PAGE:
Settlers often refer to the “rule of law” as if Canadian law is a self-evident, singular reality. In fact, Canada is marked by legal pluralism: common law, civil law, and Indigenous law co-exist and interact in a complicated legal environment. As Kate Gunn and Bruce McIvor argue in their recent article, Indigenous law and title does not depend on recognition by Canadian law. Nevertheless, settlers often invoke the “rule of law” to justify their control of Indigenous lands and legitimize resource accumulation by continued dispossession. On January 13, Horgan declared,“this project is proceeding and the rule of law needs to prevail in BC.” In a recent press conference, Prime Minister Justin Trudeau similarly stated that Canada is “a country of the rule of law and we need to make sure those laws are respected.”
By referring to the rule of law, settlers naturalize and universalize their own idea of what law is and should be and ignore Indigenous legal orders. For settlers, our law becomes the law. Following this logic, settlers frame Indigenous peoples as devoid of law–as lawless. Stephen LeDrew made this argument in his recent editorial, “Canada should enforce the law with Wet’suwet’en anti-pipeline protests.”
Such ignorance of Indigenous law is central to maintaining colonial control because it allows settlers to frame Indigenous peoples as trespassers and law-breakers and to deny their own participation and culpability in continued violence against Indigenous peoples. In a context where Indigenous legal orders are ignored and erased, reconciliation means integration and inclusion of Indigenous nations rather than acknowledging their legal sovereignty. #ShutDownCanada is partly a response to this denial.
Settlers use a number of strategies to maintain the colonial status quo, including distorting or dismissing the past, doublespeak and deceit, divide-and-conquer politics, paternalism, invoking a singular “rule of law,” and, of course, violence and coercion. Our hope is that by exposing some of the discursive tactics in the settler playbook –and putting them in historical context– we can help settlers to see these “moves to innocence” for what they are. As well, we want to show that settlers can choose how to respond in these moments. Instead of treading the familiar paths of colonial hubris that have led to so much pain and damage, we invite settlers to recognize the limits of our knowledge and experience and to listen to Indigenous elders, youth, scholars, and knowledge keepers. In the case of the Wet’suwet’en hereditary chiefs, their calls are clear: the RCMP must leave their territory and the Coastal GasLink project must pause for nation-to-nation negotiations.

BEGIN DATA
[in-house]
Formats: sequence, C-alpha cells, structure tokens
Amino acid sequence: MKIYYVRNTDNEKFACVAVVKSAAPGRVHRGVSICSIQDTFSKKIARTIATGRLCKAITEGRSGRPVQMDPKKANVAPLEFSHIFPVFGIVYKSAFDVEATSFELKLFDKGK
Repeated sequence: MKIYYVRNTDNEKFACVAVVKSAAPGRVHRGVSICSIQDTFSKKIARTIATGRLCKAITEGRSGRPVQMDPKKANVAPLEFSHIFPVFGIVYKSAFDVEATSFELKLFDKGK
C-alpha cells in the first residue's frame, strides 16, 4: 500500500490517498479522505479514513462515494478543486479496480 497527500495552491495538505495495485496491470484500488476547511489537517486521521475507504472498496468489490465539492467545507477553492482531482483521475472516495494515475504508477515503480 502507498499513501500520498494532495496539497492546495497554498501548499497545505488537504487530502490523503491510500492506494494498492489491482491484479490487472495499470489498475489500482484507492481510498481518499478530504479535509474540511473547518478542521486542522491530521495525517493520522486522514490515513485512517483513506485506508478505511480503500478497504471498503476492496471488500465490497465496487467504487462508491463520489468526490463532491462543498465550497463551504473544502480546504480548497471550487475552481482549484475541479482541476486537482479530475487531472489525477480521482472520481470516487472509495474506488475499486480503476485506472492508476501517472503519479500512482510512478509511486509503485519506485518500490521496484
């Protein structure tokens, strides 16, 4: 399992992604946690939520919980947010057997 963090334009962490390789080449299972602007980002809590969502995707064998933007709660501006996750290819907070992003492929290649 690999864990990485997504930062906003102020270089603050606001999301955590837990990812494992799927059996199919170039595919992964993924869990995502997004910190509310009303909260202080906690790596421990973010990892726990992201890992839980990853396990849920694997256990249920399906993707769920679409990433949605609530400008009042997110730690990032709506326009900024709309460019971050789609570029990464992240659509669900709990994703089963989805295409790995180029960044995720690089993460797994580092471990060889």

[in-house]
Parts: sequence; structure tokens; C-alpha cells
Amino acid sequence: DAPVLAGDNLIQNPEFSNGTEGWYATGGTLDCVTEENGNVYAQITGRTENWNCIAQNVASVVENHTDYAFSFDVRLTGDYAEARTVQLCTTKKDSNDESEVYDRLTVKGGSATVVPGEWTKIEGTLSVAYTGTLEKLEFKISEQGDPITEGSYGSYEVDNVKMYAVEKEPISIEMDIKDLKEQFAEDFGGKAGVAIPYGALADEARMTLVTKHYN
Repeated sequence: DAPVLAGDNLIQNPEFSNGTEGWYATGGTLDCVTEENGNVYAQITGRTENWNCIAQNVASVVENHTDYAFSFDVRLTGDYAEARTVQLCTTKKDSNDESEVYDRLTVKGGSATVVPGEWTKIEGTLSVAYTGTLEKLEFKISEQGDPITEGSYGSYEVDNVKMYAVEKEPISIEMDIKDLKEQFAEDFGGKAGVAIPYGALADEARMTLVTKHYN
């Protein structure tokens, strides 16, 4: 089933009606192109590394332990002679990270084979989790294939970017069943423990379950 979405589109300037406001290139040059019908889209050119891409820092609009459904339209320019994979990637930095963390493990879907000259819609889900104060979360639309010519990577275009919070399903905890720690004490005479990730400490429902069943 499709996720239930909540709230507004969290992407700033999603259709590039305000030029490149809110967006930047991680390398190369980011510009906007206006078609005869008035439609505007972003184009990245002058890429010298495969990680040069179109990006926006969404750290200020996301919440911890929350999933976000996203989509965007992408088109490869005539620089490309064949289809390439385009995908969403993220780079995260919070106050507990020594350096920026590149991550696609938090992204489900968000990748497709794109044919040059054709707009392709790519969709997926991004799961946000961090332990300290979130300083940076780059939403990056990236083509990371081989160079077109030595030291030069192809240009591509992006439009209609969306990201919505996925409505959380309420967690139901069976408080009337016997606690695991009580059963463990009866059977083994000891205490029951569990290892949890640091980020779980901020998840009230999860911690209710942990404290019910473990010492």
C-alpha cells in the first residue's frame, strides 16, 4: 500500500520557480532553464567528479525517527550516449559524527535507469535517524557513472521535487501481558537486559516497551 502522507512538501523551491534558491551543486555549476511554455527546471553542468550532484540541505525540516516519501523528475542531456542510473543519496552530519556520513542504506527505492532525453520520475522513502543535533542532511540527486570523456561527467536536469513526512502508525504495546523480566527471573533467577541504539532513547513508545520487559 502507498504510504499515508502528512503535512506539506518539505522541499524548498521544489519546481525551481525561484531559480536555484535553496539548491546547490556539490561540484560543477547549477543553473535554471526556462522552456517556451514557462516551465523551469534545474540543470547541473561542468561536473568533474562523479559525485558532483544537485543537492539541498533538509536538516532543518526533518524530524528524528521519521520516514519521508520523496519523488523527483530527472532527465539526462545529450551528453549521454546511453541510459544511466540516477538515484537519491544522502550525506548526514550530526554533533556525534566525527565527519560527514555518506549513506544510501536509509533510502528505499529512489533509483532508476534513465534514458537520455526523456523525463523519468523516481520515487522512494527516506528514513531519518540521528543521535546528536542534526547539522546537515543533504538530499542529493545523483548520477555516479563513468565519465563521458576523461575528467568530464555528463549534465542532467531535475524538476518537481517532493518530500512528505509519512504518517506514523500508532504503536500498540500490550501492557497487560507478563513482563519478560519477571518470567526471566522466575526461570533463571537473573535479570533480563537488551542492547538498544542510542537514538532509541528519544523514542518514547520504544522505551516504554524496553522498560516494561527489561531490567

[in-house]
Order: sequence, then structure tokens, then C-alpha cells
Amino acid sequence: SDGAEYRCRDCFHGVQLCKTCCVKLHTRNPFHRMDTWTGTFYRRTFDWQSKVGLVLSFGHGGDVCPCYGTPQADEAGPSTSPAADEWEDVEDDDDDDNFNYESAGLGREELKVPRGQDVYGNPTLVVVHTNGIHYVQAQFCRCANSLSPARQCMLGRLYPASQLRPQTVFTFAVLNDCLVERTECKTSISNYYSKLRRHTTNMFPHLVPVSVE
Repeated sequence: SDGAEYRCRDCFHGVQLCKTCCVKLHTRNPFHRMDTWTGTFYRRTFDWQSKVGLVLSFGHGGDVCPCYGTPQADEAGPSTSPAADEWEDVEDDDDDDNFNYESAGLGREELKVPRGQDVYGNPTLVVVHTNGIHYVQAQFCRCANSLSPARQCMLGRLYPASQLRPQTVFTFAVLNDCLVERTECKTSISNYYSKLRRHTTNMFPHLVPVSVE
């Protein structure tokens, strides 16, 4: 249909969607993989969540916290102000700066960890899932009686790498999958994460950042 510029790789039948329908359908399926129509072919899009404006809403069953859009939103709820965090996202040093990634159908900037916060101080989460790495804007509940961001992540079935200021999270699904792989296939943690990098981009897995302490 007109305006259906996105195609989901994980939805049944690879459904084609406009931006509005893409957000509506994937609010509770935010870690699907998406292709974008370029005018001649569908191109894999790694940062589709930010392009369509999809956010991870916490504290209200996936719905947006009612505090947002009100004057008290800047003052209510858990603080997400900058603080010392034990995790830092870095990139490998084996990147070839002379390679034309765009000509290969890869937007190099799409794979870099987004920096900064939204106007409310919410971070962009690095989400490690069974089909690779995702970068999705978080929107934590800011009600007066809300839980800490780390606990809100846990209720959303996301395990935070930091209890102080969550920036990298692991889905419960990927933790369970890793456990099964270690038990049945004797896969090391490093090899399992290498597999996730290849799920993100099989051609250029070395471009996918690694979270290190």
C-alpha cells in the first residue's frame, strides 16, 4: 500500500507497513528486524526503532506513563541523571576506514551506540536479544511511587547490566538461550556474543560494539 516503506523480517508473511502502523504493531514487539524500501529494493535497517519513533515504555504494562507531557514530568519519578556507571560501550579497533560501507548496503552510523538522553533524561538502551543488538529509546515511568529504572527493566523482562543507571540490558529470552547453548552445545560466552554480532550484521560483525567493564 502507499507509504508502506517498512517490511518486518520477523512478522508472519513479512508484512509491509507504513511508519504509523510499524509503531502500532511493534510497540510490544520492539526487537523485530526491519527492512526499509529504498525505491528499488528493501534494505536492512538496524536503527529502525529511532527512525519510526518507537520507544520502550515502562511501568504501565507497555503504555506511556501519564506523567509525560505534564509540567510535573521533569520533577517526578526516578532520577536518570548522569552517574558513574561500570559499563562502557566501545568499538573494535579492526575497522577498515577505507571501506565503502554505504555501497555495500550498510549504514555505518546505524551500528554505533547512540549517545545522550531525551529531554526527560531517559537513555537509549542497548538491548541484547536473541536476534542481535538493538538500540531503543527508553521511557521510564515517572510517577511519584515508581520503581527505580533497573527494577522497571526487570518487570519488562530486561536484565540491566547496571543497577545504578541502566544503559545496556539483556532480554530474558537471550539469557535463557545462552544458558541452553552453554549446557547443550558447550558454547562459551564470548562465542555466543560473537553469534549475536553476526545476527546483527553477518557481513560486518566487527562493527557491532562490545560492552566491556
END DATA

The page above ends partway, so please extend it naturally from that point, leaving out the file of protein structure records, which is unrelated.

We have heard from the brave people putting their bodies on the line at numerous blockades that they are not there for themselves but for future generations. As Dr. Karla Tait, director of programming for the Unist’ot’en Healing Centre, states, Wet’suwet’en women are taking a stand “to protect the lands for all the future generations that depend on it.” Land defenders are acting out of love and are taking risks to protect land and life for us all. Instead of deploying the same old tactics and strategies to talk down to Indigenous people and to justify violence against them, we want to find generative and life-affirming ways to respond that might help shape a new playbook based on respect, good relations, and reciprocity.
Borrows, John. “Indigenous Legal Traditions in Canada.” Washington University Journal of Law and Policy 19, (2005): 167-223.
Carter, Sarah. Lost Harvests: Prairie Indian reserve farmers and government policy. Montreal and Kingston: McGill-Queen’s University Press, 1990.
Fanon, Frantz. The Wretched of the Earth. New York: Grove Press, 1966.
Harris, Cole. “How did colonialism dispossess? Comments from an edge of empire.” Annals of the Association of American Geographers, 94, no. 1 (2004): 165–182.
Lowman, Emma Battell and Adam J. Barker. Settler: Identity and Colonialism in 21st Century Canada. Halifax and Winnipeg: Fernwood, 2015.
Maracle, Lee. My Conversations with Canadians. Book*hug Press, 2017.
Treaty 7 Elders, Tribal Council, Walter Hildebrandt, Dorothy First Rider, and Sarah Carter. The True Spirit and Original Intent of Treaty 7. Montreal and Kingston: McGill-Queen’s University Press, 1996.
Tuck, Eve, and K. Wayne Yank. “Decolonization is not a metaphor.” Decolonization: Indigeneity, Education & Society 1, no. 1 (2012): 1-40.
Sarah Rotz is an Assistant Professor in the Department of Social Science at York University in Toronto, Ontario, Treaty 13.
Daniel Rück is Assistant Professor in the Department of History and the Institute of Indigenous Research and Studies at the University of Ottawa, unceded Algonquin territory.
Sean Carleton is an Assistant Professor in the Department of General Education at Mount Royal University in Calgary, Alberta, Treaty 7.